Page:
All right, if it's OK, I'd love to move on to some of the reader questions. First, are you worried about getting typecast going forward and can you talk about this new ABC project you have going forward? (Larry from Williamsport, PA and Anthony from LA)
Well, really the reason I've decided to show up on Saturday is to hedge my bets. If something goes awry, I can always play Santa. We're going to film that as a pilot.
But no, I'm really excited to be working with Harris Wittles (Parks and Rec, #humblebrag) and Greg Daniels (The Office). We came up with an idea for a new show and ABC is interested. We're in the midst of writing a first draft right now and we're really excited.
It's a totally different role for me. It's a departure and I'm excited about that, to give people an opportunity to see me do something different. But this really speaks to part of my aesthetic, which is speaking to the everyman. It's tremendously exciting to me to go into a totally different kind of role with the security of writers and producers I respect, and who share that same respect for me.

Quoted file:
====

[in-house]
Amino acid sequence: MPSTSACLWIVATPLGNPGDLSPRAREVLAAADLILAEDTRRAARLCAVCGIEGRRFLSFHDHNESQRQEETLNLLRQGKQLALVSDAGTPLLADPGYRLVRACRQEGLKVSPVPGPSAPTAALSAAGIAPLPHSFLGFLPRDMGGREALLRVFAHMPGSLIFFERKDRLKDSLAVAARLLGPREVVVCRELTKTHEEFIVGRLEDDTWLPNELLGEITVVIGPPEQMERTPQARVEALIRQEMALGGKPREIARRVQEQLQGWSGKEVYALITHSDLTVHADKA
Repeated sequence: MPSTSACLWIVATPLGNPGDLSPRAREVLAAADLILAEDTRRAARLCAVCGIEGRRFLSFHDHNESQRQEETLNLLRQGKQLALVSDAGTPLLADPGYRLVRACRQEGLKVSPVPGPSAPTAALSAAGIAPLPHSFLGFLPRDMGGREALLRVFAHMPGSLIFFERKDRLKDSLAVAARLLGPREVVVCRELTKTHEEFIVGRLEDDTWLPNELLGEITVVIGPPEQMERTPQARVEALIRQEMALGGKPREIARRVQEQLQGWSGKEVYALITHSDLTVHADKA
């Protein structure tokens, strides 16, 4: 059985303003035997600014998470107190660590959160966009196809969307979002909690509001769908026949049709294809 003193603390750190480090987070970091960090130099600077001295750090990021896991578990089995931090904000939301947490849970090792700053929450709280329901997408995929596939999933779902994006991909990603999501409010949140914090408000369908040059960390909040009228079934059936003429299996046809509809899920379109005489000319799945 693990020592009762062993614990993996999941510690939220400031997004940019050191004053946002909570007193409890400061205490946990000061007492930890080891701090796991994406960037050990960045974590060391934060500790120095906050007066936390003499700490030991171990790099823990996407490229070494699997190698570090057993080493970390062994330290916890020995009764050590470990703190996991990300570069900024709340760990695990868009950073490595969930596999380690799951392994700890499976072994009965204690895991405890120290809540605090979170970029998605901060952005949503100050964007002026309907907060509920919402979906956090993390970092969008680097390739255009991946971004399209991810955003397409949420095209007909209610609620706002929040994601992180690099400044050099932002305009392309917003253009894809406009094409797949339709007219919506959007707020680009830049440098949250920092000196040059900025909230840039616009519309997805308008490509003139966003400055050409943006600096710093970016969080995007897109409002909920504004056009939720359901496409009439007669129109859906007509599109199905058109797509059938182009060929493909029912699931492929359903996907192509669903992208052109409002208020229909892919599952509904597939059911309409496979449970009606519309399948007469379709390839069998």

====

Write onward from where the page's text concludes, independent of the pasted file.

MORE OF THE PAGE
So we're developing it right now, we have a first draft we're dealing with and hopefully that's where I transition to after The Office.
Let's look back at The Office. Can you talk a little bit about how Kevin has evolved throughout the course of series? (Brian from NYC)
In the beginning it was based on the British show, and unlike many of the other supporting characters in The Office, my character had-Keith was his name-a direct correlation to the British version. So it started at that, a dolt who never spoke and when he did it was very understated. The character description for the original pilot was, "the only thing that's remarkable about Kevin, is that he's remarkably unremarkable."
So the original idea when I started was that Kevin was empty-set, there was just nothing. The British show ended up doing 13 total episodes, we'll we're at 200. And characters do change, so as the writers started writing for Kevin more we started finding other details for things: like he won a World Series of Poker bracelet, that he was good at basketball, that he was in a band. You found out that there were things outside where he did excel.
For me it was great, because these were things that were surprising and you wouldn't expect from him. So what I sort of did, as they started writing more it became clear that he needed to undergo some sort of transformation. The justification I had for it was as he became more comfortable with the cameras in the office, he allowed more of his inner personality to come out and assert himself in certain situations. So that's my sort of justification for it, but it was really born out of the writers writing much more for him.